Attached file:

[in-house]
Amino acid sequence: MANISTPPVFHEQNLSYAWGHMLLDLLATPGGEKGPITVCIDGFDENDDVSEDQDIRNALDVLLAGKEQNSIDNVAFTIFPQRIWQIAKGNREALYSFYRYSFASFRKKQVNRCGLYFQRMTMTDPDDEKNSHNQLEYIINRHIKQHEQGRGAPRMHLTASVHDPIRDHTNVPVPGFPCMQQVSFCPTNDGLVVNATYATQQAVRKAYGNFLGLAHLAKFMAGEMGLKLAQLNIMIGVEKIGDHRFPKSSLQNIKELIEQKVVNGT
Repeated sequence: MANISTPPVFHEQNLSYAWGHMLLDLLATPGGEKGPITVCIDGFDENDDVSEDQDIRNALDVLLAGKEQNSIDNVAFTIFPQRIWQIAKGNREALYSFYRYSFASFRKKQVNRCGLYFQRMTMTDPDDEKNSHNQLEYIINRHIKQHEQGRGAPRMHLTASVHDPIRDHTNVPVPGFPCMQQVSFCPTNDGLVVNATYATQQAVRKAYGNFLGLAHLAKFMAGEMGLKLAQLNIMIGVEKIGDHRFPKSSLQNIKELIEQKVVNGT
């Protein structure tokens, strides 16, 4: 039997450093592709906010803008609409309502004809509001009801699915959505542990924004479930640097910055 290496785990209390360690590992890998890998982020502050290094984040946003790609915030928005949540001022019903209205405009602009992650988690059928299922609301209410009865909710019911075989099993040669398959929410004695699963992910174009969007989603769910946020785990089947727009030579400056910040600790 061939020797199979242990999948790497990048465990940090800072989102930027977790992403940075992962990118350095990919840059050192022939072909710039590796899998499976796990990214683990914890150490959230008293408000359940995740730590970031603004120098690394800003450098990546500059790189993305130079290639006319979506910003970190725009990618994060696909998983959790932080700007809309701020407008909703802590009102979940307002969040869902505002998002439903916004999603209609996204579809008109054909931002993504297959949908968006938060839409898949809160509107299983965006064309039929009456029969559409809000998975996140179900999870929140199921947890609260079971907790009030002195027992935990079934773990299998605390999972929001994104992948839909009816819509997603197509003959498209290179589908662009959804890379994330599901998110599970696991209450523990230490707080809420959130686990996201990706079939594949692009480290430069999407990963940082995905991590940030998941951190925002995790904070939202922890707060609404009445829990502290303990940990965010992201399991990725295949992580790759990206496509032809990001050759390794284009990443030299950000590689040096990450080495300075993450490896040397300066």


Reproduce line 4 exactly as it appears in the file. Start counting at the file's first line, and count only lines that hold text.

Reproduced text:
């Protein structure tokens, strides 16, 4: 039997450093592709906010803008609409309502004809509001009801699915959505542990924004479930640097910055 290496785990209390360690590992890998890998982020502050290094984040946003790609915030928005949540001022019903209205405009602009992650988690059928299922609301209410009865909710019911075989099993040669398959929410004695699963992910174009969007989603769910946020785990089947727009030579400056910040600790 061939020797199979242990999948790497990048465990940090800072989102930027977790992403940075992962990118350095990919840059050192022939072909710039590796899998499976796990990214683990914890150490959230008293408000359940995740730590970031603004120098690394800003450098990546500059790189993305130079290639006319979506910003970190725009990618994060696909998983959790932080700007809309701020407008909703802590009102979940307002969040869902505002998002439903916004999603209609996204579809008109054909931002993504297959949908968006938060839409898949809160509107299983965006064309039929009456029969559409809000998975996140179900999870929140199921947890609260079971907790009030002195027992935990079934773990299998605390999972929001994104992948839909009816819509997603197509003959498209290179589908662009959804890379994330599901998110599970696991209450523990230490707080809420959130686990996201990706079939594949692009480290430069999407990963940082995905991590940030998941951190925002995790904070939202922890707060609404009445829990502290303990940990965010992201399991990725295949992580790759990206496509032809990001050759390794284009990443030299950000590689040096990450080495300075993450490896040397300066």